Wine

Types of White Wine – Will it Be Sauvignon Blanc or Riesling

There are few things more relaxing than a glass of a well-crafted, dry, crisp white wine. As a rule, white wines tease the taste buds, rather than smack them with a hammer, like a lot of red wines do. Don’t get me wrong. There are times when I want my taste buds whacked, especially with heavy and spicy foods. The wine has to fight it’s way through all the other flavors to get any attention. Even though there are many types of white wine, they are all much more subtle than reds.

The major difference between white wine and red wine is the color. But the color comes from the skin of the grape. White and Red grapes have the same color of pulp. It has much to do with the way the different grapes are processed. White grapes are pressed immediately after picking, and the juice is removed with minimal contact with the skin. Colors of white wines can vary, depending on the variety of grape used, the location of the harvest, and the use of wood during the aging process. There are over 50 types of white grapes grown worldwide.

White wine can be classified into 11 basic types:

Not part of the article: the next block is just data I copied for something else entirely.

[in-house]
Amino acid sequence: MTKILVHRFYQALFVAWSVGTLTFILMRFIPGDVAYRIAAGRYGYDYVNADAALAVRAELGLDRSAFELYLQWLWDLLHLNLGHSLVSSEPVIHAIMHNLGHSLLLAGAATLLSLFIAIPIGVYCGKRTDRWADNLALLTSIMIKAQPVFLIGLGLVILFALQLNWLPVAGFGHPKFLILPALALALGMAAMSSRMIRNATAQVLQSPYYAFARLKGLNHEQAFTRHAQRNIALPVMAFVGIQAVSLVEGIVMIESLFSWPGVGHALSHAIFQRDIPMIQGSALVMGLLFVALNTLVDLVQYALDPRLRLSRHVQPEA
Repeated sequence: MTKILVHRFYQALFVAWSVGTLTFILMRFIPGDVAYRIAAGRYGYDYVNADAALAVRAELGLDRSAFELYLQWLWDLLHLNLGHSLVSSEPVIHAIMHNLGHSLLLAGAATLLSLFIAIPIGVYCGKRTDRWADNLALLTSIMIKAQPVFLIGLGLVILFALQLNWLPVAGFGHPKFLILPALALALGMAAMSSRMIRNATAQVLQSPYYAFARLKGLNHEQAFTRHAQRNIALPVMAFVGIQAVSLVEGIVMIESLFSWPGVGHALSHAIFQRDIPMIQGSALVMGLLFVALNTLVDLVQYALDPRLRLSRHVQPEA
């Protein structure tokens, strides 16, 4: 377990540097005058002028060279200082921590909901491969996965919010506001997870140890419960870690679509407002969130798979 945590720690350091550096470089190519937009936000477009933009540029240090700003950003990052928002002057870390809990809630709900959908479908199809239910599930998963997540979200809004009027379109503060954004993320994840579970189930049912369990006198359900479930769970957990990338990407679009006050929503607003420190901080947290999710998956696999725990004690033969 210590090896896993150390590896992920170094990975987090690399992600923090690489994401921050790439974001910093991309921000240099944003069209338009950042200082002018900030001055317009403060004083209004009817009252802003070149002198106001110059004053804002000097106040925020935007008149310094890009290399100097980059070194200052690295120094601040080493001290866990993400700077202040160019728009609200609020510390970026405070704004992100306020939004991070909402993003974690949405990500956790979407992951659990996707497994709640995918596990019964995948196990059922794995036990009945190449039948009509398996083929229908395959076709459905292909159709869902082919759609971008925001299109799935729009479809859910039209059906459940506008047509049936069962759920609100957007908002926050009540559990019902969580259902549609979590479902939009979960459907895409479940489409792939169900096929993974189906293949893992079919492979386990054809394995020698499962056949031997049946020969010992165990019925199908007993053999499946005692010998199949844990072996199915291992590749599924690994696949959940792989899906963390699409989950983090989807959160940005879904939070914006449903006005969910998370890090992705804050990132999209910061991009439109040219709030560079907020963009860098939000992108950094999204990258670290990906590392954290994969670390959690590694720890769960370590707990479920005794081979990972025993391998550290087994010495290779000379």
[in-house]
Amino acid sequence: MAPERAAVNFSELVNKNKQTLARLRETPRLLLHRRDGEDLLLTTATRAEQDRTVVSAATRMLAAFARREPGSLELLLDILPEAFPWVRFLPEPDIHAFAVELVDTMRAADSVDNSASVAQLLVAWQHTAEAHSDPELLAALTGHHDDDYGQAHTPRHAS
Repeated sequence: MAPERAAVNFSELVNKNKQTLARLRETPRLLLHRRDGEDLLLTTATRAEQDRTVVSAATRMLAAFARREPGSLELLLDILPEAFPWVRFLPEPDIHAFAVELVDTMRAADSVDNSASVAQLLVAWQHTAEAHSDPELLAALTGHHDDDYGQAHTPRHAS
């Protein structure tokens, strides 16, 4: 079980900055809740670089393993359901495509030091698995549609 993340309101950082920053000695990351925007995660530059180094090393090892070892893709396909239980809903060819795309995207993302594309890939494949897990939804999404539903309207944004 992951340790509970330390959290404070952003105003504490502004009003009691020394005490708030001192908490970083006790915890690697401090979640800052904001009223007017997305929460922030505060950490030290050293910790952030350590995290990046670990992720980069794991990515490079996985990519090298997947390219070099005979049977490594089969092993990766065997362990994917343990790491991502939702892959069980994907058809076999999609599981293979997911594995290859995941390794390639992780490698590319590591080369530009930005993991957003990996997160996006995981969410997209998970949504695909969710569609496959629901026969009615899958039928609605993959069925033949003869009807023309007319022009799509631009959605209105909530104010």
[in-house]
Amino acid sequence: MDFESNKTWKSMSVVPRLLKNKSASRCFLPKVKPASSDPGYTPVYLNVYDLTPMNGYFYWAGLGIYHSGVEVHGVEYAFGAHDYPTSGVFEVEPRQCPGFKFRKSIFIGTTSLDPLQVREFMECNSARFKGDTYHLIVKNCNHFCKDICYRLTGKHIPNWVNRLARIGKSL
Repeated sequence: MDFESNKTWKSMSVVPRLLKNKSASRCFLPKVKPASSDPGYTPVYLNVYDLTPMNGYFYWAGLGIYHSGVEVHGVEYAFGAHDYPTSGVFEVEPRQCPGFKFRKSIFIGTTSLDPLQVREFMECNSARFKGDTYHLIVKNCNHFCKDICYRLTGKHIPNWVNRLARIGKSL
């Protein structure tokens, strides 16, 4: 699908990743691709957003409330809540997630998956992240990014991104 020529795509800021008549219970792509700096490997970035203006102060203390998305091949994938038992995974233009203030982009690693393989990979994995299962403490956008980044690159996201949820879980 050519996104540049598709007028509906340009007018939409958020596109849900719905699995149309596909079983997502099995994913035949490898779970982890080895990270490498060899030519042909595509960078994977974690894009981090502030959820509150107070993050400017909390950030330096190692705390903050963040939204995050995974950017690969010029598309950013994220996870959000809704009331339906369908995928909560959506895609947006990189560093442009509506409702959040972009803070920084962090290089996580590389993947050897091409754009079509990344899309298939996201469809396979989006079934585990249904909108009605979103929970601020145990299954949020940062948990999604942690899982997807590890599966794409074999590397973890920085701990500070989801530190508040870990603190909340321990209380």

Chablis – a dry, slightly metallic tasting wine from the northern vineyards of Burgundy. It is one of the few white wines that are worth aging. Like the majority of fine white wines from Burgundy, Chablis is made from the chardonnay grape. The vineyards in the region are ranked, in descending order, Chablis Grand Cru, Chablis Premier Cru, Chablis, and Petite Chablis. The Chablis region has a cool climate that results in its white grapes having a wonderful acidity. Chabis sits on top of an old oyster bed, which sits on top of a limestone and clay plateau, and this gives the grapes a big shot of minerals, resulting in an alluring, almost ‘briney’ character. True Chablis is always fermented in stainless steel vats, which impart a clean, almost ‘steely’ taste. Real Chablis has the character of green citrus. Beware that the Chardonnay grape is very hardy and adaptable. It is grown all over the world, and many countries, the U.S. in particular use the name Chablis as a generic term for any white jug wine. These often have overtones of vanilla and butter, and bear little or no resemblance to true Chablis.